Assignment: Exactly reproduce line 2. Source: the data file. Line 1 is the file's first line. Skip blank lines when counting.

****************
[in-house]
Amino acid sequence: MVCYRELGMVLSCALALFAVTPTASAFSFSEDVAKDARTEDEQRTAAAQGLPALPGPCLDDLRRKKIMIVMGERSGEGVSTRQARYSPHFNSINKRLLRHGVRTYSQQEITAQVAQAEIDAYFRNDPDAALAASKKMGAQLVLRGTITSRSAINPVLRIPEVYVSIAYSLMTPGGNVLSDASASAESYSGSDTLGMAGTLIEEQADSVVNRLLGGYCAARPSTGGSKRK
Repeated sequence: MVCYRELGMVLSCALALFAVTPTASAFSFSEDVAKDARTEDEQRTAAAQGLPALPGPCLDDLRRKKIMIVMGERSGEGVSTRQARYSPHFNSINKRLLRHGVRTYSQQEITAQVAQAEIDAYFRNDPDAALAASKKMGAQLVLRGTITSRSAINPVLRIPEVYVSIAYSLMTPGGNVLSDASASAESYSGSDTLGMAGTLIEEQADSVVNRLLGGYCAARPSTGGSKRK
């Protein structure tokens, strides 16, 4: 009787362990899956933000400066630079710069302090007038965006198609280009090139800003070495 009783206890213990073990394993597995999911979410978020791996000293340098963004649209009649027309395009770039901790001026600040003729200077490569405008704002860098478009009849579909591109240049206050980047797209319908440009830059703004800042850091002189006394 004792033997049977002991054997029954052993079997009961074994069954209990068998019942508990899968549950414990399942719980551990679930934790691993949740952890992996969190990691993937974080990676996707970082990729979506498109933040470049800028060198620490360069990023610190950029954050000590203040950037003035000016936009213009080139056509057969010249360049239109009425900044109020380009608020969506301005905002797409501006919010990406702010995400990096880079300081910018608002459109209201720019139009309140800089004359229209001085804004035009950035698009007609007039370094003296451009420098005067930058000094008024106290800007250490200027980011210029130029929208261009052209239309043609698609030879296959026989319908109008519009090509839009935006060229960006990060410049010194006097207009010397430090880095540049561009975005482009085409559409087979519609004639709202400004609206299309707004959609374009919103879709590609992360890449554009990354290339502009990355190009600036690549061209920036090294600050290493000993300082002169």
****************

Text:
Amino acid sequence: MVCYRELGMVLSCALALFAVTPTASAFSFSEDVAKDARTEDEQRTAAAQGLPALPGPCLDDLRRKKIMIVMGERSGEGVSTRQARYSPHFNSINKRLLRHGVRTYSQQEITAQVAQAEIDAYFRNDPDAALAASKKMGAQLVLRGTITSRSAINPVLRIPEVYVSIAYSLMTPGGNVLSDASASAESYSGSDTLGMAGTLIEEQADSVVNRLLGGYCAARPSTGGSKRK